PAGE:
The 2014 General Election: the impressions the parties have left, so far

A Kiwi friend, based in Australia, and I were discussing the General Election yesterday on the phone.
   First, I told her, you wouldn’t know one was on. It’s like Christmas when the global financial crisis hit: people weren’t in the mood.
   Secondly, minor parties like Internet Mana are probably doing better than the polls say: as with the mayoral election last year, those on cellphones are being missed in telephone polls, and, unlike local body elections, more young people come out for these.
   In Rongotai—historically a Labour electorate other than a brief period under National when Graeme Reeves was our local MP—there are plenty of Labour hoardings. In my postbox, surprisingly, Conservatives and Greens have delivered more, while two Labour loyalists did some door-knocking. National’s activity, that I found out about ex post facto, was a visit by Paul Foster-Bell. Interestingly, it has also bought a lot of ads on the Lucire website via an ad network that we work with, and it got to the point where I wondered if people thought our publication was sponsored by National.
   I’m exactly the sort of swing voter who these folks would target because I don’t go to the polls on autopilot. Paul does well with interacting with us on Facebook, and, as I told the two Labour people, I haven’t physically seen Annette King in this area in 21 years. (I’ve seen her at parties though, and to be fair, I saw her at one official function in Newtown, which is part of this electorate.) I also saw Graeme a lot, and Peter Neilson before that.
   But Labour’s poor showing in the polls, in my opinion, has less to do with the invisibility of its members in the community and more to do with the perception of division. It’s what got John Major in the UK in 1997—you just can’t fight an election alone.
   Chris Hipkins and I did chat briefly about the fact certain media seem to enquire with National first about a few Labour announcements, which is a curious journalistic approach, and that certainly weakens their case.
   But I have just watched a TV3 Nation “debate” (I use the term advisedly—Steven Joyce does himself a disservice by shouting down his opponent and the host, when I actually wanted to listen to his side of the story), where I can now say I have seen, and heard, more of Grant Robertson than his leader, David Cunliffe. I even saw Grant at the weekend with Maryan Street. I thought: good, Labour is campaigning. I want to see an election battle.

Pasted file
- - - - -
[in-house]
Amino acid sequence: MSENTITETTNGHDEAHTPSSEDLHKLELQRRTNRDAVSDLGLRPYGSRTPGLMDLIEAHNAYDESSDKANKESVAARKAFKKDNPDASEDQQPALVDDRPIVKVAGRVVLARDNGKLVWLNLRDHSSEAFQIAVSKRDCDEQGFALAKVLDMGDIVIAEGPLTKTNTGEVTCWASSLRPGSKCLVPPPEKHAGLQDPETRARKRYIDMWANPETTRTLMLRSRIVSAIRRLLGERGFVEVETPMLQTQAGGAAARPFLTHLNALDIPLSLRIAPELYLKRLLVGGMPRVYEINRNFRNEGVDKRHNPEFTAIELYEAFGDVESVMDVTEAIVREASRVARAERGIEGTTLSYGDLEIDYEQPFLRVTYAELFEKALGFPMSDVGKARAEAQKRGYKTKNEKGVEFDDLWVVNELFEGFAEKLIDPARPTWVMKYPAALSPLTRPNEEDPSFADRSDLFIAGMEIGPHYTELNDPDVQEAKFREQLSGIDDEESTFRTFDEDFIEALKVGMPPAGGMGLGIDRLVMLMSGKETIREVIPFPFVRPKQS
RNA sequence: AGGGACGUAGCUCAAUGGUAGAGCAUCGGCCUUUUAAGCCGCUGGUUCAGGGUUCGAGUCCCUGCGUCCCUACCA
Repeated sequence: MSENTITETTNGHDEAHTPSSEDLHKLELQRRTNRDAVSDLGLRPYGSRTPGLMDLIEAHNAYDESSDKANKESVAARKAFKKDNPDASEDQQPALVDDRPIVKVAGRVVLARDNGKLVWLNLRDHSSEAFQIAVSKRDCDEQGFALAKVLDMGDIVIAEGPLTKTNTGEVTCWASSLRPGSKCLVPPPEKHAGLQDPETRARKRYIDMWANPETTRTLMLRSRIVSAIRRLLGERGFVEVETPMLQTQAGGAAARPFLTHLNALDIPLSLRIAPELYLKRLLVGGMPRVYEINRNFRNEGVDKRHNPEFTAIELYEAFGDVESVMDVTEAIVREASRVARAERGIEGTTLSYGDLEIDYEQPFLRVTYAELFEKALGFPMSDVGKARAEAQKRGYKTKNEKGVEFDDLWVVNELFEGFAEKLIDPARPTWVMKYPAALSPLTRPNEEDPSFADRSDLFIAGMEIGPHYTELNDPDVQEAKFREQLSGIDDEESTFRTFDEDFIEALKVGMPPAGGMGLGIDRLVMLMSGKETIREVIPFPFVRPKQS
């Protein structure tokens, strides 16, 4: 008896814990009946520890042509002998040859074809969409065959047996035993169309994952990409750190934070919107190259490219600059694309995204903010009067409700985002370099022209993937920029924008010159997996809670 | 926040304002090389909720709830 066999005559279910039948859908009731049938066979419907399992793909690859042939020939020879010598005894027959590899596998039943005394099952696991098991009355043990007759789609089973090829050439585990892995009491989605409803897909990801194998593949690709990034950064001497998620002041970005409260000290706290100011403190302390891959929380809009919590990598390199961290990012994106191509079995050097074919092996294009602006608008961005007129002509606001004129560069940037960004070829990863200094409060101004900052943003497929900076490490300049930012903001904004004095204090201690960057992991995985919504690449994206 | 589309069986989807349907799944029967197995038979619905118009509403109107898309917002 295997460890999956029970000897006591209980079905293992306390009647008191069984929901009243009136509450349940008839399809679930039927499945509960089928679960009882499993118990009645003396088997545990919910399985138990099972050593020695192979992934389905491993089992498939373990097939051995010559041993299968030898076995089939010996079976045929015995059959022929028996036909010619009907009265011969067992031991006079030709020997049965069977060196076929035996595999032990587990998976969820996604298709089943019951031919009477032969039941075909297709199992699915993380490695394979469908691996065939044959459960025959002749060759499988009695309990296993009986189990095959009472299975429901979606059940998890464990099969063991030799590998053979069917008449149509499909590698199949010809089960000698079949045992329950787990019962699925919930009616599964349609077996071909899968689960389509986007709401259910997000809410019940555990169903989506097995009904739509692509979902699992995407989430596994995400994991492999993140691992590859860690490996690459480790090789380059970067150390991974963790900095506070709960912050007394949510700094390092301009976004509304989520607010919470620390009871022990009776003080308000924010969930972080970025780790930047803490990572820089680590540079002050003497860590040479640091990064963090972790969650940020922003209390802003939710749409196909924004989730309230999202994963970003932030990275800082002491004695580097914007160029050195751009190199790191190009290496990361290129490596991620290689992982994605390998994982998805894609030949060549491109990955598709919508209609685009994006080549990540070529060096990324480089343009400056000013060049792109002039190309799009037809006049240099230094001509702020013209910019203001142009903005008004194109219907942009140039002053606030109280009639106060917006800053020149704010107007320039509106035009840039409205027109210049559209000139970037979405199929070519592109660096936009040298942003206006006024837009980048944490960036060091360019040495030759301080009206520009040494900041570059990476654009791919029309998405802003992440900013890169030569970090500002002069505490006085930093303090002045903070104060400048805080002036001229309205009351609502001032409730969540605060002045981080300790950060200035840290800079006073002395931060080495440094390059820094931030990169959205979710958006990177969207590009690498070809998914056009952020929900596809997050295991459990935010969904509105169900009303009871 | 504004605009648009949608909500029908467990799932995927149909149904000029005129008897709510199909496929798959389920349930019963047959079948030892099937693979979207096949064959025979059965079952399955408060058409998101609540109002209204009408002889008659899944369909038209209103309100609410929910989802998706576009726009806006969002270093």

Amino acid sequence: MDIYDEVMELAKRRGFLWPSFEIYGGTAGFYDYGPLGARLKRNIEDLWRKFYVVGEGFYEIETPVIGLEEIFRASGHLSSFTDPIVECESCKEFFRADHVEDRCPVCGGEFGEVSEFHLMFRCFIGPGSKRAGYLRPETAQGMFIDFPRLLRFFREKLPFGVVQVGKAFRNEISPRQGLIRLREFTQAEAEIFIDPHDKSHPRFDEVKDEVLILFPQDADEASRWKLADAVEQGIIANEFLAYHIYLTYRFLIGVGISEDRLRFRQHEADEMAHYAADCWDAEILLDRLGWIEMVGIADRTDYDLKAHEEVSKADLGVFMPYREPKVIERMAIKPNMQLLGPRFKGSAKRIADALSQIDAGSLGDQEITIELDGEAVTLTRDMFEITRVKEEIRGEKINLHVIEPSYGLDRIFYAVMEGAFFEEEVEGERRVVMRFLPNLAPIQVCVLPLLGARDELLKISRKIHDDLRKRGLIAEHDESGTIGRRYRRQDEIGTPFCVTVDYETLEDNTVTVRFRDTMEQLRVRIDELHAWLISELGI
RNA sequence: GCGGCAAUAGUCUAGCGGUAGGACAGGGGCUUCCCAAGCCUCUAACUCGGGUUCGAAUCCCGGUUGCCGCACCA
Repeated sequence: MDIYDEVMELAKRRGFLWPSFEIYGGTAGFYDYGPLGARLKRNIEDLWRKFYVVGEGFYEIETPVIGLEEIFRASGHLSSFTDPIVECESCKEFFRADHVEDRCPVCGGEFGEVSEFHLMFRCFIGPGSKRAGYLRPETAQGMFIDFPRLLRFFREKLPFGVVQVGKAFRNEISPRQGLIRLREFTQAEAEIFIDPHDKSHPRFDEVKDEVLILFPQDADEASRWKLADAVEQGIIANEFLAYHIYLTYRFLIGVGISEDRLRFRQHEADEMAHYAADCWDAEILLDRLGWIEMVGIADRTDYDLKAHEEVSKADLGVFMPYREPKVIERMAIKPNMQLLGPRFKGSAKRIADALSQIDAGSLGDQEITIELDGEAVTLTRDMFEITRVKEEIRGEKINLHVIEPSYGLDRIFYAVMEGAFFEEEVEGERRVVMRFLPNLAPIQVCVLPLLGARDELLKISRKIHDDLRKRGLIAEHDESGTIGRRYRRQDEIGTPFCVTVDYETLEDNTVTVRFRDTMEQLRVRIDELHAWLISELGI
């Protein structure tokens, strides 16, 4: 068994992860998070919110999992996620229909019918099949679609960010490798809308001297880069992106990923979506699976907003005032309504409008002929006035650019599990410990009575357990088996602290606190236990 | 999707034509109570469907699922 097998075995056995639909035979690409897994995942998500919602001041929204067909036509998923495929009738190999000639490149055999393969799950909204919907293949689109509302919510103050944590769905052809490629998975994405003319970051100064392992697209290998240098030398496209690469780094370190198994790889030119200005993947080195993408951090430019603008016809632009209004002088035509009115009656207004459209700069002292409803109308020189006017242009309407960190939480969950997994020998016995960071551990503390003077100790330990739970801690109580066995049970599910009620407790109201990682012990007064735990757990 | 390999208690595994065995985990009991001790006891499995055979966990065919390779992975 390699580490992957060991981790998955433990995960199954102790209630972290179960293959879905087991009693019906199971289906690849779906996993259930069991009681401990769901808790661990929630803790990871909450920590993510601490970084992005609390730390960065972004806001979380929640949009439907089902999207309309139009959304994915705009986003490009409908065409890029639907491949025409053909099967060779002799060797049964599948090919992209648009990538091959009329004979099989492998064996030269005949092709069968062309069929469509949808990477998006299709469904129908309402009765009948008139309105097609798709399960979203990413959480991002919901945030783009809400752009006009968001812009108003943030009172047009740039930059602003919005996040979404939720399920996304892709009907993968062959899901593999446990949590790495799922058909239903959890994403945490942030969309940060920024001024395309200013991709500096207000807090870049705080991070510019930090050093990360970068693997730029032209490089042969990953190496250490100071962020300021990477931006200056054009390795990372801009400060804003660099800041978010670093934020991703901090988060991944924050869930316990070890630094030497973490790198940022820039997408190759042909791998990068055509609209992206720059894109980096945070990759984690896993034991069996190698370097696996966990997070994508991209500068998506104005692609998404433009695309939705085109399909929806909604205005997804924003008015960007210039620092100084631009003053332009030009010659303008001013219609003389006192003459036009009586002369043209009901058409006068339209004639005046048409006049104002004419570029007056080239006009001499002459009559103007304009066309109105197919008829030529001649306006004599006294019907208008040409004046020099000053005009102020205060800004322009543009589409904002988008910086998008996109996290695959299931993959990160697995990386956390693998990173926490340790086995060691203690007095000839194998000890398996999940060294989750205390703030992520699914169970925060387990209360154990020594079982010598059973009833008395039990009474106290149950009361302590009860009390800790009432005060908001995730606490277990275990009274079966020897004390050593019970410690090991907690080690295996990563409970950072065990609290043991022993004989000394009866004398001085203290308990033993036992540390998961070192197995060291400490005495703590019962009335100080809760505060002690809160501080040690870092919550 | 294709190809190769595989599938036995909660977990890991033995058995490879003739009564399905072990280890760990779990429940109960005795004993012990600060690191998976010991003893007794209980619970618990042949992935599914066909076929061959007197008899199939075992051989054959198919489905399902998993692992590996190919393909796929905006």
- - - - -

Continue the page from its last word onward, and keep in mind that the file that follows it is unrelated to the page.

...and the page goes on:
Labour’s image of division isn’t new. It started after the resignation of David Shearer and the long drawn-out process of selecting a new leader. Why Labour wanted this to be so public I have no idea. It might have thought it a good opportunity to get some air time but all it did was show that there were two camps: the caucus, who favoured Grant, and the membership, who favoured David Cunliffe.
   My Australian-based friend was under the impression that Grant only lost out because of his sexuality, that that was wholly inappropriate in 2014 given that he is the better speaker, thinker and leader. If his sexuality played a part in his loss then I agree that it should not have been a consideration. I’ve a feeling she’s disappointed with Labour and won’t be voting for them.
   While David Cunliffe moved quickly to give his rivals high positions in the Shadow Cabinet, the damage had been done.
   I think occidental voters want to see unity, because, in the General Elections I have watched, that plays a greater role than the policies themselves. The reality is that every party has factions, and it’s a matter of first, how deep they are, and secondly, how one stage-manages them to the public. No matter what Labour does, it found itself on the back foot.
   It may be time to look beyond the stage management and ask ourselves what we want in terms of our aspirations for our country.
   I want to see a high-tech base along with our traditional primary sectors, because we have an advantage in innovation that doesn’t get talked up anywhere nearly enough. That’s one of my biggies, along with a government that is prepared to foster the growth of New Zealand businesses, not those of foreign technocrats in the hope that trickle-down might start working one of these days. Foreign ownership of enterprises doesn’t put that much back into our economy. I’ll go for a party that will work to narrow the income gap, and has a workable plan to do so.
   In the materials I have been delivered, and in the media that I have been served, I haven’t seen anyone hit all of these.
   The rest—sensibly investing in education, health and our poor, go without saying—but every party says they care about this trifecta. They are nevertheless worth investigating.
   This means I’ll continue digging to see who matches up with my wish list the best. It’s worth the effort if we are to get past the smoke-and-mirrors games of the spin doctors.

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